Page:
Torres was considered one of the best right-backs in football history and was by far the most emblematic captain in the history of the Brazilian national team. He scored what was considered to be “the perfect goal,” in Brazil’s 4-1 victory against Italy in the 1970 World Cup final.
In 19 years as a professional, Torres played for eight teams in Brazil and the United States. He was inducted into the Football Hall of Fame in both countries. After retiring, Torres worked for 32 years as a manager, from 1983 to 2005. Since then, he was working as a TV commentator for the cable network SporTV.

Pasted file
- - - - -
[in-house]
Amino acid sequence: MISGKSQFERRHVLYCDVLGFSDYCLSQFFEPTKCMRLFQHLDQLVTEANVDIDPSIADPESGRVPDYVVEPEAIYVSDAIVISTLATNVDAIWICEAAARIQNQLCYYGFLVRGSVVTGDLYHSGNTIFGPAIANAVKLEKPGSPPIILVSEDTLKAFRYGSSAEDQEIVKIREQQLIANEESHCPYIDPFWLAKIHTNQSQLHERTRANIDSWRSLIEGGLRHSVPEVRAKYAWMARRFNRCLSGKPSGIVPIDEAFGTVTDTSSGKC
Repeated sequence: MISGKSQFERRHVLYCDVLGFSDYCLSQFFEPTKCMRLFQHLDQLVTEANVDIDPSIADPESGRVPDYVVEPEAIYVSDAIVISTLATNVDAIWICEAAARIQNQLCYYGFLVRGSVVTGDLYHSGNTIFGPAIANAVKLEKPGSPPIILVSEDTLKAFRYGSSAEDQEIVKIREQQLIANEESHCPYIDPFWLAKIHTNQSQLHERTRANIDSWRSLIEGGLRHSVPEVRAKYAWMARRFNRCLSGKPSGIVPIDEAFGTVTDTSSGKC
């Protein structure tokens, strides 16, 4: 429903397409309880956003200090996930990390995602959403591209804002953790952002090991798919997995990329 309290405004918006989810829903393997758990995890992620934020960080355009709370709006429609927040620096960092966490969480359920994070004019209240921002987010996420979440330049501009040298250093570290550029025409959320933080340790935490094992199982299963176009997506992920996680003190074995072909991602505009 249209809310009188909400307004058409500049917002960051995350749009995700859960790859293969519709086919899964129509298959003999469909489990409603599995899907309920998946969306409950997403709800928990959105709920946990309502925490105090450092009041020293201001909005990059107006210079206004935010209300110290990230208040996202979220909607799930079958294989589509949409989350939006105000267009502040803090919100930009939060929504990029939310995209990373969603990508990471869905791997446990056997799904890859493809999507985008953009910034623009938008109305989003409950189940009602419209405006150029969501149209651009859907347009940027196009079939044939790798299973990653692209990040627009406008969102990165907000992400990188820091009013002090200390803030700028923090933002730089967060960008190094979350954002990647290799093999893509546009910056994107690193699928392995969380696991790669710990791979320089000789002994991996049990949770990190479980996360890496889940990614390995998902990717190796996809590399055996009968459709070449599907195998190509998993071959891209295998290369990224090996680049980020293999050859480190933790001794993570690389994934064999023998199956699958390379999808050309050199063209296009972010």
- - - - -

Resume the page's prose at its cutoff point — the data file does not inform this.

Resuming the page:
As a player, Torres was known for his leadership, the elegance of his play, and his temper. Whenever a teammate missed an assignment, he was sure to listen to a lecture given by “The Captain,” as Torres was called. Not even Pelé, the greatest of all, was spared. His peek was in the late 1960s, playing for Santos, where Torres won two national championships.
In 1970, the became the last man to hoist the Jules Rimet Trophy. After three World Cup wins, Brazil received the trophy in perpetuity but it was stolen from the headquarters of the Brazilian FA in 1983 and was never found again. It is widely believed to have been melted down and sold, although proving this is impossible.
As a coach, Torres won the Brazilian National League in 1983, coaching Flamengo, the CONMEBOL Cup in 1993, for Botafogo, and Rio’s regional championship in 1984, coaching his favorite team, Fluminense.